All of that may seem too distant and too expensive, but the alternatives are worse.  We have already seen what happens to Afghanistan when left to its own devices as a failed state for just a few years.  We cannot afford another round of radical Taliban control, complete with its partnership with other radical Islamist groups, including but not exclusive to al-Qaeda.  Nor can we rely on our ability to re-invade later to remove radicals and terrorists.  We only had that ability because of cooperation we got from Pakistan and neighboring countries such as Uzbekistan and Kyrgyzstan, cooperation that would dissipate if we bugged out and left them with the Taliban on their borders after making them targets for their ire.

If we want to stop Afghanistan from being a one-stop shop for radical terrorists, we have to stick to the mission and pull Afghanistan out of the Stone Age, which means a large commitment of resources and time to get the job done right.  If we don’t, then we need to get out.  And we need that decision now.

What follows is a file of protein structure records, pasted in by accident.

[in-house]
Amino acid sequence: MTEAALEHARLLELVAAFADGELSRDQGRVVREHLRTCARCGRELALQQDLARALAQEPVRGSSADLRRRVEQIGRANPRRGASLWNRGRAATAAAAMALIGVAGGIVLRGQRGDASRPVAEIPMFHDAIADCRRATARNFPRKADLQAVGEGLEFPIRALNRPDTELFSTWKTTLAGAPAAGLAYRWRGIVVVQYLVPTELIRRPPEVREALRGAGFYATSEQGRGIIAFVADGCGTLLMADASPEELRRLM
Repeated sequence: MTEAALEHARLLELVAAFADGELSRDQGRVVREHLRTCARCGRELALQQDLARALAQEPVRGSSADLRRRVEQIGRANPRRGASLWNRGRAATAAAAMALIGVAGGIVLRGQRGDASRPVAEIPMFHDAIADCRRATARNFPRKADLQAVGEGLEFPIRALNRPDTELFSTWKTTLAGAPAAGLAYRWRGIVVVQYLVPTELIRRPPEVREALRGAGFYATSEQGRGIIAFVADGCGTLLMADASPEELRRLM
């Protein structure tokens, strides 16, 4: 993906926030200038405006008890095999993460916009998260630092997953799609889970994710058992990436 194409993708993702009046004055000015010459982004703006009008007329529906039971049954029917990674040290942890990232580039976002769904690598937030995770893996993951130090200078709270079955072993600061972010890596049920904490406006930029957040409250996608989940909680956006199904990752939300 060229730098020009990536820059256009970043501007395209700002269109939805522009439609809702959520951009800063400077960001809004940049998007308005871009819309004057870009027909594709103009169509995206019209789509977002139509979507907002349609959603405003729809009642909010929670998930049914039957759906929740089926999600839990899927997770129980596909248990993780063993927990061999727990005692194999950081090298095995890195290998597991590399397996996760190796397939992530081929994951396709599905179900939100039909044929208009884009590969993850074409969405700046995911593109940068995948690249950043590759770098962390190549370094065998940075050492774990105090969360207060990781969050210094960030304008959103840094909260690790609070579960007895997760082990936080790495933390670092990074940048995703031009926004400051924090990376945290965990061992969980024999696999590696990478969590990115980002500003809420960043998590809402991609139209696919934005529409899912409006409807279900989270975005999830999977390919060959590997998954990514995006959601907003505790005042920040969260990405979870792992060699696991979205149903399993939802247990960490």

Update: The Investors Business Daily/TIPP Poll shows that Americans now support a larger commitment of troops, a reversal from last month:

As President Obama mulls the military’s request for a big troop build-up in Afghanistan, Americans have swung in favor of such a move, according to a new IBD/TIPP Poll.

The survey of 927 adults found that a plurality of 48% favors sending more troops and resources to Afghanistan. That’s a sharp reversal from September, when Americans opposed the idea, 55%-35%. …

That’s because the turnaround comes from a surge in support from Republicans — up 27 points just in October to 72%. A month ago, GOP respondents had leaned against sending more troops, 47%-45%.

Independents narrowly support beefing up America’s commitment to Afghanistan, 45%-42%.

But Democrats say no more blood and treasure by 57%-32%. Many congressional leaders have signaled their reluctance to send reinforcements.

That’s a smaller gap than what I’d predict for Democrats.